The ingredients as shown above were added to a 2-ton blending and heating vessel. Temperature was brought to 70.degree.-80.degree. C. and maintained there for 3 hours of agitation.
Thereafter, the temperature was lowered to 40.degree.-50.degree. C. The resultant transparent soap composition was poured into a plastic mold filling the mold to the 50% mark. Upon solidification of the transparent composition, about 45 minutes, an opaque composition was poured onto the transparent composition to thereby completely fill the mold. The opaque composition was identical in formula to the corresponding transparent composition but additionally contained titanium dioxide.
The molded soap bars were kept for 10 days on open curing racks before press molding.
Thereafter, the crude pressed soap bars were further cured on the racks for 20 more days prior to a final press molding. Then the bars were wrapped and labeled.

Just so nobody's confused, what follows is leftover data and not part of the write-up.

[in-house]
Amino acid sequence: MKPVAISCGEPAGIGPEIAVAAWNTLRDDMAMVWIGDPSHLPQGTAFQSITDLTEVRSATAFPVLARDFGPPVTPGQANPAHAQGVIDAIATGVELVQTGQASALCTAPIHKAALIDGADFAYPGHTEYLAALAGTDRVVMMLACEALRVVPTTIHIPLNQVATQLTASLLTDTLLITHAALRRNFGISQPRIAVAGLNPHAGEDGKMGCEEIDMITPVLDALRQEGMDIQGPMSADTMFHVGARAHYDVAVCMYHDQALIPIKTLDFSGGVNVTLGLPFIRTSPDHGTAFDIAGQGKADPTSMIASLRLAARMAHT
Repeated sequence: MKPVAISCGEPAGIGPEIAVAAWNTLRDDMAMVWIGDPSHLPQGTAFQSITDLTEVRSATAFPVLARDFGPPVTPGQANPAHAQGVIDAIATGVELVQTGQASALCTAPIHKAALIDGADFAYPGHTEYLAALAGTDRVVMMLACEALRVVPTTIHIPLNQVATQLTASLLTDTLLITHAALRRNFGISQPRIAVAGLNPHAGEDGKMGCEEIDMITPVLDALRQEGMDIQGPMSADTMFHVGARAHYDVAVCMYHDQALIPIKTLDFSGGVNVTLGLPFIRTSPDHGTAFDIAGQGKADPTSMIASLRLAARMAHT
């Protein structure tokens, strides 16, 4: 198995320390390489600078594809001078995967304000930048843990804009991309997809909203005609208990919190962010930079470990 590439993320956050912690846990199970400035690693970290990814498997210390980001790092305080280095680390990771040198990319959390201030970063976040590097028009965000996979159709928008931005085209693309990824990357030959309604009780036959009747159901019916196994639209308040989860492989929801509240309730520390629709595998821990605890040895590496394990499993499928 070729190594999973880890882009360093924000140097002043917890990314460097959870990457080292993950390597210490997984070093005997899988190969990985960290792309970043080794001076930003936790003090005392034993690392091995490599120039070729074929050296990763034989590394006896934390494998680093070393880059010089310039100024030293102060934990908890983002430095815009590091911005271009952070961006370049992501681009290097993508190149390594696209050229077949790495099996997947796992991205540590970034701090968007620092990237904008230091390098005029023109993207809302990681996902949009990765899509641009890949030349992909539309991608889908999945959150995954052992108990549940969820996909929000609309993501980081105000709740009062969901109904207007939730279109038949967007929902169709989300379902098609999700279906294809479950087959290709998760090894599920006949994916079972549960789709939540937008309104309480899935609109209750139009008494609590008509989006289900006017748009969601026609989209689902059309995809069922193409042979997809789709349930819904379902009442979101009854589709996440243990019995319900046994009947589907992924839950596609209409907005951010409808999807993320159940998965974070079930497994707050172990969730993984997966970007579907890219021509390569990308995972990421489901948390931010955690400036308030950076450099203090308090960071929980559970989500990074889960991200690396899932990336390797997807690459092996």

The foregoing description and example show selected embodiments of the present invention. In light thereof, various modifications will be suggested to one skilled in the art, all of which are within the spirit and purview of this invention.
1. A dual-phase toilet bar comprising:
- (i) a first portion that is at least translucent; and
- (ii) a second portion that is opaque, said second portion achieving opacity through incorporation of from about 0.01 to about 10% of a particulate opacifying agent, the first and second portions having at least 90% by weight of their ingredients being identical and joining one another only along a single curvilinear shaped surface.
2. The bar according to claim 1 wherein at least 99% by weight of the ingredients of the first portion are identical to those of the second portion.
3. The bar according to claim 1 wherein the solid opacifying agent is selected from the group consisting of titanium dioxide, alumina, zinc oxide, calcium carbonate and combinations thereof.
4. A method for preparing a toilet bar formed at least 30% thereof with a clear first portion and at least 30% thereof with an opaque second portion, said portions adjoining one another only along a single curvilinear shaped surface, the method comprising the steps of: